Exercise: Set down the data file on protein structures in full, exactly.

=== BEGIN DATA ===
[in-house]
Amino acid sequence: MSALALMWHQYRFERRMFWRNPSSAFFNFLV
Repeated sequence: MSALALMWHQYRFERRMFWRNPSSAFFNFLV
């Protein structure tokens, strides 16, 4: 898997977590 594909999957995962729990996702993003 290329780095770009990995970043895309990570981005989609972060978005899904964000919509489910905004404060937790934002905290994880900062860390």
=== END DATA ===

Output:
[in-house]
Amino acid sequence: MSALALMWHQYRFERRMFWRNPSSAFFNFLV
Repeated sequence: MSALALMWHQYRFERRMFWRNPSSAFFNFLV
């Protein structure tokens, strides 16, 4: 898997977590 594909999957995962729990996702993003 290329780095770009990995970043895309990570981005989609972060978005899904964000919509489910905004404060937790934002905290994880900062860390």